We would like to ensure that you are still receiving content that you find useful – please confirm that you would like to continue to receive ILO newsletters.
November 01 2016
On June 14 2016 a draft law amending the Federal Act against Unfair Competition 1984 and the Price Labelling Act was published for public consultation. The draft law intends to introduce a ban on best price clauses (also referred to as price parity clauses or most-favoured nation clauses) in contracts between providers of booking portals (more commonly referred to as online travel agencies) and hotel operators.
After a public consultation period of only two weeks, the draft law passed the Council of Ministers on July 12 2016. Parliament is scheduled to decide on the draft law in autumn and – if approved – it is scheduled to enter into force by the end of 2016.
Online travel agencies allow consumers to search for, compare and book a multitude of travel offers (in particular lodgings) via a single platform. Online travel agencies also allow hotels to market their offers via an online platform. Typically, online travel agencies neither act as buyers/resellers nor take inventory risk. Hotels – in particular, smaller and independent ones – usually benefit from the visibility this opportunity offers, as it provides an additional marketing and sales channel to present to potential clients worldwide. The price parameters for the hotel accommodation offered via online travel agencies' platforms are set by the hotels.
In principle, both services – that is, the global promotion of hotels on the platform and the opportunity for consumers to search for a suitable offer, check availability, get information and compare offers/prices – are available for free. In order to finance the services offered by online travel agencies, hotels pay a commission (a percentage of the room rate) to the online travel agencies once (and only once) an actual booking is made via the platform and completed (ie, not cancelled). However, once a consumers has found a hotel via the platform, he or she can check whether the same or even better prices for the same offer are available via other booking channels (eg, on the hotel's actual website).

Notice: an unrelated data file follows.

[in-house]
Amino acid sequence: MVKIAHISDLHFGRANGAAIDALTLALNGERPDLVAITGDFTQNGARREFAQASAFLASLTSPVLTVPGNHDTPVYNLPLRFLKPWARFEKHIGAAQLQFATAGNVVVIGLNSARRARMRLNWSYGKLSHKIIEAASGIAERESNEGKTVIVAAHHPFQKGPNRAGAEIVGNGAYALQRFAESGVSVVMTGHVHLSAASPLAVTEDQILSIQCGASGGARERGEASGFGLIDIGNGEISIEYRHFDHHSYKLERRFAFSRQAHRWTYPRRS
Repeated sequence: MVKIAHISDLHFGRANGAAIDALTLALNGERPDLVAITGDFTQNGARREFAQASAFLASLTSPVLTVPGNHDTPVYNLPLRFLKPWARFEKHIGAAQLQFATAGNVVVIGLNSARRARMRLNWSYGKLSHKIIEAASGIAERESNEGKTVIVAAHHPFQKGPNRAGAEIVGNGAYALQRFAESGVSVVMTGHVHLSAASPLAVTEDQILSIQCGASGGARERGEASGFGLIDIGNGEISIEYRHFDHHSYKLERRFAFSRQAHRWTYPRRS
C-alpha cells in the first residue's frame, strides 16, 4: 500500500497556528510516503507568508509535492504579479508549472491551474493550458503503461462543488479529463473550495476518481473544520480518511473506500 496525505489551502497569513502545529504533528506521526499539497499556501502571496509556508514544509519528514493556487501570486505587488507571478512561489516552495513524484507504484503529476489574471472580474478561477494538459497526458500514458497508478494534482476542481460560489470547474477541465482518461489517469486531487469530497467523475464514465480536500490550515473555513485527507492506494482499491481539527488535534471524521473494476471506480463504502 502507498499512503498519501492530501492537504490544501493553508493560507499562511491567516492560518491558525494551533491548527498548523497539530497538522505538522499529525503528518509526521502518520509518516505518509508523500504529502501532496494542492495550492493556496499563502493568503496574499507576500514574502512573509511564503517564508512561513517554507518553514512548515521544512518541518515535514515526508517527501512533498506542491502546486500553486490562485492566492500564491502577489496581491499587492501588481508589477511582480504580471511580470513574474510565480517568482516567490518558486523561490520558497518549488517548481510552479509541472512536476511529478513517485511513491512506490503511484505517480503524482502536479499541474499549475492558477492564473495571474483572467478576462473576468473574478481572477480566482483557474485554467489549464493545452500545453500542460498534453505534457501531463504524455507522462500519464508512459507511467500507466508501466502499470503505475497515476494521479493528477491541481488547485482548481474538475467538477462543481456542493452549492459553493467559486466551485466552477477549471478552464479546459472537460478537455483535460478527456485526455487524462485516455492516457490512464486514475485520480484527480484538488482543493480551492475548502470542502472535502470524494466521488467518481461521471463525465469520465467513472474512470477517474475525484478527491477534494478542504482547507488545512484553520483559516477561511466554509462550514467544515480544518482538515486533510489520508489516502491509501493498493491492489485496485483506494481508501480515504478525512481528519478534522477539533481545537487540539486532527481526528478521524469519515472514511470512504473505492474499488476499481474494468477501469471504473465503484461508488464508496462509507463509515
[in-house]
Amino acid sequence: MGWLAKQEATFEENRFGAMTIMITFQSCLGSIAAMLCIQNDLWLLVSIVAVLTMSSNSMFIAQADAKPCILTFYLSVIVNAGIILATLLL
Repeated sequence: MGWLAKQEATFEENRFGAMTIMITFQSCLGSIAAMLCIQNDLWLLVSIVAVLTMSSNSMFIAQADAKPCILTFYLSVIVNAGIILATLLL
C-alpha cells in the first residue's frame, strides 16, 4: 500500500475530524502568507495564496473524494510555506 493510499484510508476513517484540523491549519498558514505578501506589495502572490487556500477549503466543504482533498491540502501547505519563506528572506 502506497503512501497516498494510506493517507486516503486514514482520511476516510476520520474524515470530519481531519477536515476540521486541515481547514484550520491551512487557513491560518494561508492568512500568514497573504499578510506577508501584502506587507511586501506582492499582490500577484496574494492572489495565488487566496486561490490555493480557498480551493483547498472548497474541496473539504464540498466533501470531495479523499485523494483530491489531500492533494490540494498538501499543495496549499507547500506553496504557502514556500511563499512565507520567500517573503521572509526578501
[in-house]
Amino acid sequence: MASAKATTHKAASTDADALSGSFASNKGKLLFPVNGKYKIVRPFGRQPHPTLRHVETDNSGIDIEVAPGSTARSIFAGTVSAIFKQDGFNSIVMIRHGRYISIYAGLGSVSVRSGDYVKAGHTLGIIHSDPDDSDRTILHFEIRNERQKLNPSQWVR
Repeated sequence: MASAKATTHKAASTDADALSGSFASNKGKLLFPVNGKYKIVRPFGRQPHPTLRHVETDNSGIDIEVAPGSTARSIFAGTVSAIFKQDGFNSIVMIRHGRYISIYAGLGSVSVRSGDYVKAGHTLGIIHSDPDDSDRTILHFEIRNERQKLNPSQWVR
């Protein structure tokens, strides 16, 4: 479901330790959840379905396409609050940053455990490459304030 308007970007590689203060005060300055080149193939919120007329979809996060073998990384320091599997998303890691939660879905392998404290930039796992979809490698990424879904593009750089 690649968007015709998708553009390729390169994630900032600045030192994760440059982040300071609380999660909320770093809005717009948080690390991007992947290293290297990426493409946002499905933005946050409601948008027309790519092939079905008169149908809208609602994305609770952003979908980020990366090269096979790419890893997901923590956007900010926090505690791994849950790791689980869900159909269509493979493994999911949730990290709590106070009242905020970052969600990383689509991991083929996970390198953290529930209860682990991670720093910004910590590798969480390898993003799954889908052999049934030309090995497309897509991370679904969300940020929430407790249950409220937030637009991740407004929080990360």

In this business model, most-favoured nation clauses are intended to prevent hotels from free-loading on online travel agency services by offering better prices on their own websites, which they could easily do by increasing the prices offered via the online travel agency. For consumers, such clauses are beneficial, as they ensure that they receive the best price offers. In the absence of most-favoured nation clauses, consumers relying on searching, comparing and booking an offer with one online travel agency will be at a disadvantage compared to consumers searching and comparing offers on various platforms, including hotel websites. Hotels will likely inflate the prices offered via online travel agencies and thereby discriminate against consumers booking through these platforms.
The draft law prohibits most-favoured nation clauses in contracts between online travel agencies and hotels and therefore significantly restricts their commercial freedom. Further, there appears to be no objective justification or need for a national provision prohibiting most-favoured nation clauses in this specific business relationship. EU antitrust law deals with most-favoured nation clauses and, in contrast to the draft law, does not prohibit them. EU law even prohibits national provisions that are stricter than EU law. The EU Unfair Commercial Practices Directive has introduced a catalogue of practices that are considered unfair and therefore prohibited – most-favoured nation clauses are not among them. Further, the extension of the catalogue under national law is prohibited due to full harmonisation. Under the EU E-commerce Directive, the intended law would not apply to online travel agencies located in EU member states outside Austria. The draft law appears to be in conflict with the basic principles of EU law – in particular, the principle of free movement of services between member states and the digital single market.
Commercially, the draft law puts online travel agencies' business model at risk and may even deter innovation and investments beyond this niche industry. If hotels cannot be prevented from setting higher prices on online travel agency websites by most-favoured nation clauses, they – after profiting from the services offered by the online booking platform for free – have an incentive to attract consumers to their own sales channel, where they need not pay a commission for bookings. This kind of free-loading on the investments of online travel agencies could lead to an increasing number of consumers booking hotels via channels other than online booking agencies and, consequently, these agencies will most likely be forced to reduce their marketing activities and lose investments in the Austrian hotel industry as a result of a lack of remuneration for their services. This in turn could be detrimental to the Austrian tourism industry and consumers, who may lose a convenient and efficient resource to book travel online.
For further information on this topic please contact Michael Woller or Stefanie Stegbauer at Schoenherr by telephone (+43 1 5343 70) or email (email@example.com or firstname.lastname@example.org). The Schoenherr website can be accessed at www.schoenherr.eu.
A version of this update was first published on www.e-comlaw.com.
The materials contained on this website are for general information purposes only and are subject to the disclaimer.
ILO is a premium online legal update service for major companies and law firms worldwide. In-house corporate counsel and other users of legal services, as well as law firm partners, qualify for a free subscription.